Children with a uterus will experience their first menstrual cycle (or “period”) about 2–3 years after breast development begins. Breast development begins with small lumps, called breast buds, beneath the nipples. Also, kids will typically experience a large growth spurt the year before they begin menstruation. Most kids get their first menstrual period between the ages of 12 and 13, but there is a wide range of what is considered a normal age to begin menstruating. Some kids will get their first period at age 9 and others will not start menstruating until they are 15. Many factors, including body weight, genetics, and involvement in sports, influence the age at which someone begins menstruating. Typically, you will only grow another 1 to 2 inches after menstruating begins. Notify your health care provider if you notice breast buds or pubic hair developing before the age of 9 or do not notice any changes occurring by age 13.
Timing of Menstrual Cycles
Menstrual cycles are timed from the first day of one period to the first day of the next period. There is normally about 28 days between cycles; however, a range of every 21-35 days is considered normal. Menstrual cycles last about 3-7 days. Bleeding is normally heavier at the beginning of a cycle and becomes lighter toward the end. It is common for periods to be irregular for the first year or two after menstruation starts. Timing of periods can be affected by stress, changes in bodyweight, diet, travel, exercise, and illness. Remember, irregular periods can be a sign of pregnancy in sexually active girls.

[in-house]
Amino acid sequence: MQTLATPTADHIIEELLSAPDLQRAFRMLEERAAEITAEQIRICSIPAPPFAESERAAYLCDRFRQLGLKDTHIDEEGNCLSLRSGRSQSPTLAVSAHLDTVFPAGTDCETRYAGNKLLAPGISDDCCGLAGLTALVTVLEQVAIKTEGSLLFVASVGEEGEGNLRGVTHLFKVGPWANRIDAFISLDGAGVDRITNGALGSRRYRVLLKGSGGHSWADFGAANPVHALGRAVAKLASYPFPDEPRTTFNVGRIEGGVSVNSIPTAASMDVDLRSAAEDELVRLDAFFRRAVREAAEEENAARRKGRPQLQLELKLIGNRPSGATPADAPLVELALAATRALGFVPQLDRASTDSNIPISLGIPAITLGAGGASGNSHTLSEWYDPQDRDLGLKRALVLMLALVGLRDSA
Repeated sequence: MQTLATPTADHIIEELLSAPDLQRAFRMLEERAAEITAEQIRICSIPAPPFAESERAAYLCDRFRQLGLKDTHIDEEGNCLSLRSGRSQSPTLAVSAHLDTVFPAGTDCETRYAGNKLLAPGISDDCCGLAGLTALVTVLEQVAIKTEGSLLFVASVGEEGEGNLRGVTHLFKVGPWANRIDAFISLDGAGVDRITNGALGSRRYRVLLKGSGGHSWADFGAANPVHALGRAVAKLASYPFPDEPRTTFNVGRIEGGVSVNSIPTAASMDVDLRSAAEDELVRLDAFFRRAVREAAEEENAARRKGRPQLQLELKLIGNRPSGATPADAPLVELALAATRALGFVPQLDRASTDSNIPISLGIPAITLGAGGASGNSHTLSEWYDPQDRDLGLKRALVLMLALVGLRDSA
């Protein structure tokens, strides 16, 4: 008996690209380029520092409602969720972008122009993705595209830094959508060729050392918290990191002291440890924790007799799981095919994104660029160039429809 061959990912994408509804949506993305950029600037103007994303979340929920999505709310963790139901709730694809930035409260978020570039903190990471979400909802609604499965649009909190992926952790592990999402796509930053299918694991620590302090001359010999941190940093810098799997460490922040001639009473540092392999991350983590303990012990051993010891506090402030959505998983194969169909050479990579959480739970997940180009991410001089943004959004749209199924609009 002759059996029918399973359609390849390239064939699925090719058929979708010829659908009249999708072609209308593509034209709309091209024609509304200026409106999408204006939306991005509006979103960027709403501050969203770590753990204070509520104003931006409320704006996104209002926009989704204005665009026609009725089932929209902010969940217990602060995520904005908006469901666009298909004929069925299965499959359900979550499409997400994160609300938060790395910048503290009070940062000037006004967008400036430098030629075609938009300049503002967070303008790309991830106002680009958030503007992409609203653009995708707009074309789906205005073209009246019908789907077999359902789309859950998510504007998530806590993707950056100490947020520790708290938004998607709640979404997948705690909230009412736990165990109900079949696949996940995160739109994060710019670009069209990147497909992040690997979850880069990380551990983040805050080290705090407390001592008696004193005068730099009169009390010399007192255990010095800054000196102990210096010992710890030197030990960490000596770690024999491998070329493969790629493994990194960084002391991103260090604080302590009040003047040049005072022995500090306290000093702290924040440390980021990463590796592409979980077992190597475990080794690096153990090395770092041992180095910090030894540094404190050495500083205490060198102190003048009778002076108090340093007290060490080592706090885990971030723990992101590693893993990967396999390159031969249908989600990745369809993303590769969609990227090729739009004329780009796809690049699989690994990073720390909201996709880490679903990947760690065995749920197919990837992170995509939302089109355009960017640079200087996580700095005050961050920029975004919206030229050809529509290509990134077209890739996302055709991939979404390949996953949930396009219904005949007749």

After beginning to have periods, people may experience cramping in their lower abdomen and/or back before or during their period. These cramps may be accompanied by headache, lightheadedness, diarrhea, constipation, nausea, and/or vomiting. These symptoms may occur a few days before menstruation begins and may last through the duration of the period. The symptoms generally start to improve a few days after a period begins. It may be helpful to use a heating pad and take a warm bath to help relieve symptoms. It is also important to drink plenty of fluids, to eat well, and to get plenty of rest to help/relieve cramping and related symptoms. Over the counter medications like ibuprofen (Motrin and Advil) or Aleve (naproxen) may be helpful and can be safely taken for a few days to help with cramping symptoms. Make sure you follow the directions on the packaging and take as directed.
Premenstrual Syndrome (PMS)
PMS may occur up to 2 weeks before a period begins, and symptoms subside once menstruation starts. PMS can be associated with feeling sad or depressed, mood swings, or irritability. People with PMS may also experience breast soreness, bloating, acne, food cravings, increased thirst or hunger, constipation, or diarrhea. Symptoms of PMS may be relieved by exercise, sleep, drinking plenty of fluids, avoiding salt and caffeine, and eating nutritious foods. There are medications available to help with PMS if the above methods are not effective.
When to Notify your Healthcare Provider:
- If you notice changes associated with puberty (pubic hair and breast buds) before age 9 or if you do not notice these changes by age 13.
- If periods come more often than every 21 days or less often than every 35 days.
If periods last longer than 7 days or less than 3 days.
- If menstrual cramps are not relieved by over the counter medication and/or interfere with school attendance and other activities.
- If mood swings, depression, or irritability last longer than a week before a period begins and/or are interfering with activities of daily life and relationships.
If you have concerns related to menstruation, keep a diary. Keep track of periods for a few months and write down the date each period starts and the date it ends. Also, write down any symptoms related to menstruation, for example, heavy flow, cramping/pain (how severe, where it is, what it feels like), emotions, etc. Remember to keep track of premenstrual symptoms as well. Your healthcare provider will be better able to help you if he/she can understand all of the symptoms.